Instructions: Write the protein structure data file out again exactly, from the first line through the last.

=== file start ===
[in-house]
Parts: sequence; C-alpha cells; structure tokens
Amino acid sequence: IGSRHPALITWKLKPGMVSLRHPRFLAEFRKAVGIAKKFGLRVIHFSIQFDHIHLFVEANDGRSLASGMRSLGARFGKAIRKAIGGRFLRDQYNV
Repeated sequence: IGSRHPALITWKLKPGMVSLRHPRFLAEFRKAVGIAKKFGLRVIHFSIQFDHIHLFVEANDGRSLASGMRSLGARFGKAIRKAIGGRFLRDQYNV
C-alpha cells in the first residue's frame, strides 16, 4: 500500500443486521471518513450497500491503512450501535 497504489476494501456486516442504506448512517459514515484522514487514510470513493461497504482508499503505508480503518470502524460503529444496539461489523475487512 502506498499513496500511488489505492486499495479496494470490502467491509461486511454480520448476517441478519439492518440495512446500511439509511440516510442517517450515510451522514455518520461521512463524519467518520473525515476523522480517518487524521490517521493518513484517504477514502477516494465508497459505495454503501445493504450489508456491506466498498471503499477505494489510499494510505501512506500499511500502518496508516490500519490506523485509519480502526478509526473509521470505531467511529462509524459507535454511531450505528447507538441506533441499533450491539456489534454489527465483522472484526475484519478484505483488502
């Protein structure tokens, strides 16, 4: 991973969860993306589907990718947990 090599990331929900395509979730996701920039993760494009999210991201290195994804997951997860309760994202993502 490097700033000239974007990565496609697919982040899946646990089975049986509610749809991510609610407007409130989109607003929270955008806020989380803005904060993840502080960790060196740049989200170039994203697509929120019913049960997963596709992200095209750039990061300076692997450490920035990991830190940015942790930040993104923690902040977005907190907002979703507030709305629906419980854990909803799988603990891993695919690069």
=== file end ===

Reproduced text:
[in-house]
Parts: sequence; C-alpha cells; structure tokens
Amino acid sequence: IGSRHPALITWKLKPGMVSLRHPRFLAEFRKAVGIAKKFGLRVIHFSIQFDHIHLFVEANDGRSLASGMRSLGARFGKAIRKAIGGRFLRDQYNV
Repeated sequence: IGSRHPALITWKLKPGMVSLRHPRFLAEFRKAVGIAKKFGLRVIHFSIQFDHIHLFVEANDGRSLASGMRSLGARFGKAIRKAIGGRFLRDQYNV
C-alpha cells in the first residue's frame, strides 16, 4: 500500500443486521471518513450497500491503512450501535 497504489476494501456486516442504506448512517459514515484522514487514510470513493461497504482508499503505508480503518470502524460503529444496539461489523475487512 502506498499513496500511488489505492486499495479496494470490502467491509461486511454480520448476517441478519439492518440495512446500511439509511440516510442517517450515510451522514455518520461521512463524519467518520473525515476523522480517518487524521490517521493518513484517504477514502477516494465508497459505495454503501445493504450489508456491506466498498471503499477505494489510499494510505501512506500499511500502518496508516490500519490506523485509519480502526478509526473509521470505531467511529462509524459507535454511531450505528447507538441506533441499533450491539456489534454489527465483522472484526475484519478484505483488502
């Protein structure tokens, strides 16, 4: 991973969860993306589907990718947990 090599990331929900395509979730996701920039993760494009999210991201290195994804997951997860309760994202993502 490097700033000239974007990565496609697919982040899946646990089975049986509610749809991510609610407007409130989109607003929270955008806020989380803005904060993840502080960790060196740049989200170039994203697509929120019913049960997963596709992200095209750039990061300076692997450490920035990991830190940015942790930040993104923690902040977005907190907002979703507030709305629906419980854990909803799988603990891993695919690069």